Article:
Table of Contents
- What is a Government Travel Charge Card?
- Obtaining a Government Travel Charge Card
- Types of Government Travel Charge Cards
- Uses of a Government Travel Card
- The Rules of a Government Travel Card
- Resources and Contacts
You just received your first GTCC — the federal government’s version of a corporate travel credit card. But before your “Wolf of Wall Street” fantasies about perks and points come alive, it’s best to learn a bit more about how the GTCC program works, what’s expected of you as a cardholder, and how to use the card appropriately and legally.
Within this article, we explore the basics of the GTCC program at the Department of Defense, the different types of charge cards offered, and ways to obtain a card. Read on for some savvy tips on how to use (and how not to use) your government charge card so that you remain in control and out of trouble.
What is a Government Travel Charge Card?
A GTCC is a commercial credit card offered to DoD personnel (both military and civilian) to pay for costs related to government-specific travel. For military members, this may include Permanent Change of Station moves and temporary duty assignments so that the service member doesn’t have to pay for work-related expenses out of pocket.
Currently, credit cards issued under the GTCC program are from the commercial partner, Citibank. However, the program itself is managed by DoD program coordinators within the Defense Travel Management Office (DTMO), who provide troubleshooting assistance to service members and federal employees. While Citibank issues GTCC credit card statements, DTMO set policy regarding GTCC use. It is the main agency that does so.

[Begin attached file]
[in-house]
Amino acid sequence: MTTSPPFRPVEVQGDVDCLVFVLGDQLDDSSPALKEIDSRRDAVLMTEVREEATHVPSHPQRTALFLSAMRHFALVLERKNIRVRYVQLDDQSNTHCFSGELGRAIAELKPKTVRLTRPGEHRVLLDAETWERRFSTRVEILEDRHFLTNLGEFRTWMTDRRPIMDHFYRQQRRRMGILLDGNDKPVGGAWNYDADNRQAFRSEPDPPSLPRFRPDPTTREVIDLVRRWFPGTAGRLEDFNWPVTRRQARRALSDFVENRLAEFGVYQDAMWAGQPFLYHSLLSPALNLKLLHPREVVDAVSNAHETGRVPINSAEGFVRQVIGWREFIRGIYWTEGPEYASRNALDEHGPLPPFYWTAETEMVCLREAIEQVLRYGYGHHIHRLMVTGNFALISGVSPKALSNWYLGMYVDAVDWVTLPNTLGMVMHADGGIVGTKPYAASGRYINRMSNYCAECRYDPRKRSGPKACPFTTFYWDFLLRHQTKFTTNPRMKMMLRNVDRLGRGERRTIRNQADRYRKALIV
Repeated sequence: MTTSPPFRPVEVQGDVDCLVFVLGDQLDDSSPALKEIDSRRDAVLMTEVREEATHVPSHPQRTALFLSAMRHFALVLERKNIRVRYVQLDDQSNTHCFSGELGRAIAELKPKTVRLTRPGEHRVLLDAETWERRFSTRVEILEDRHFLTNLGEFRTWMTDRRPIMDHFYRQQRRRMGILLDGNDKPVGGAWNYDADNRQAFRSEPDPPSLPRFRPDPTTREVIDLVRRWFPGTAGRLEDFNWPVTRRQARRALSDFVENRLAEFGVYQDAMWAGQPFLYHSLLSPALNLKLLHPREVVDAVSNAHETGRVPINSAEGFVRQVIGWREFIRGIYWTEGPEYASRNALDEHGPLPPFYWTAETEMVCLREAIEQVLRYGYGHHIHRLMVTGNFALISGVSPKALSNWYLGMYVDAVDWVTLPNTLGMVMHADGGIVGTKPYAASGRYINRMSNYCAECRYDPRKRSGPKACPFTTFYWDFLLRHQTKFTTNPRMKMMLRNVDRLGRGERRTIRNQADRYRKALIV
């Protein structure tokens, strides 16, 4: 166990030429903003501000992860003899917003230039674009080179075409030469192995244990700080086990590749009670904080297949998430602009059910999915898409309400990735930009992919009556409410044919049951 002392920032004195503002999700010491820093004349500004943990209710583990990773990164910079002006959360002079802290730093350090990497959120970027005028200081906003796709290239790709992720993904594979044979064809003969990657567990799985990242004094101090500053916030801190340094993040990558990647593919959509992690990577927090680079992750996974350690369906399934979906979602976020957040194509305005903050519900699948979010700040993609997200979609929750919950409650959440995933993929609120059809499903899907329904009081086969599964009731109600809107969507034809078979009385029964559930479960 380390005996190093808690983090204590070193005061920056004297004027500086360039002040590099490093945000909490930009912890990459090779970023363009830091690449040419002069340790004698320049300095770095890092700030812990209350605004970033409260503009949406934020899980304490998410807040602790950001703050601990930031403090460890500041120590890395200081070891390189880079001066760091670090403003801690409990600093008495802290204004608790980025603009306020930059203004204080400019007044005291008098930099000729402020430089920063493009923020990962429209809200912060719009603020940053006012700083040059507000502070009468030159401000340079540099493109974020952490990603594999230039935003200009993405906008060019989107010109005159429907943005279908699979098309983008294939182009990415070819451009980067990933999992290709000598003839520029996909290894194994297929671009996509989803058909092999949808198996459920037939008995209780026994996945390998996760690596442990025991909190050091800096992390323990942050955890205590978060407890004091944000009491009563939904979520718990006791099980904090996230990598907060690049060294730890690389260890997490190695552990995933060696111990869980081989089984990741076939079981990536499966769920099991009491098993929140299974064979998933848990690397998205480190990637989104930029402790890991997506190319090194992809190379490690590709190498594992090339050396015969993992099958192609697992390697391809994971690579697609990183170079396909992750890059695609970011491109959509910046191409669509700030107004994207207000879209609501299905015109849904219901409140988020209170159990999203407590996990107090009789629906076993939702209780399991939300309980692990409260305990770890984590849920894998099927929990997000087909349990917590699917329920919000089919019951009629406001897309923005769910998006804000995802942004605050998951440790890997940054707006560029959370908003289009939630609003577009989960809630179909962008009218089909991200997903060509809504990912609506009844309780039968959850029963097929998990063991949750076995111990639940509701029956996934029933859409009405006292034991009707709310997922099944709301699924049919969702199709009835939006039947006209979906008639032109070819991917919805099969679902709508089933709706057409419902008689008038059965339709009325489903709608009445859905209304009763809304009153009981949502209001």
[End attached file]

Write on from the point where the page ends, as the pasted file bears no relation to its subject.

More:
Obtaining a Government Travel Charge Card
In general, military members will not have access to the GTCC program until it becomes a job requirement. Those who become eligible for holding a GTCC must first complete an online training course and then be invited to apply for the card through Citibank.
Types of Government Travel Charge Cards
There are two main classifications for government charge cards:
- Individually Billed Accounts (IBAs)
- Centrally Billed Accounts (CBAs)
Individually Billed Accounts (IBAs)
Individually Billed Accounts are issued to service members for travel and travel-related expenses. With these types of cards, the service member is responsible for settling the account.
According to the DoD, the Standard card options within this category are typically issued to those with a 660 or higher credit score. They have a credit limit of $7,500.
In contrast, the Restricted card option is issued to those with lower credit scores (500-659) and has a lower credit limit of $4,000. Restricted government charge cards are closely monitored. They are sometimes deactivated during periods when travel has not been approved.
Centrally Billed Accounts (CBAs)
Centrally Billed Accounts can also be used to pay for travel expenses.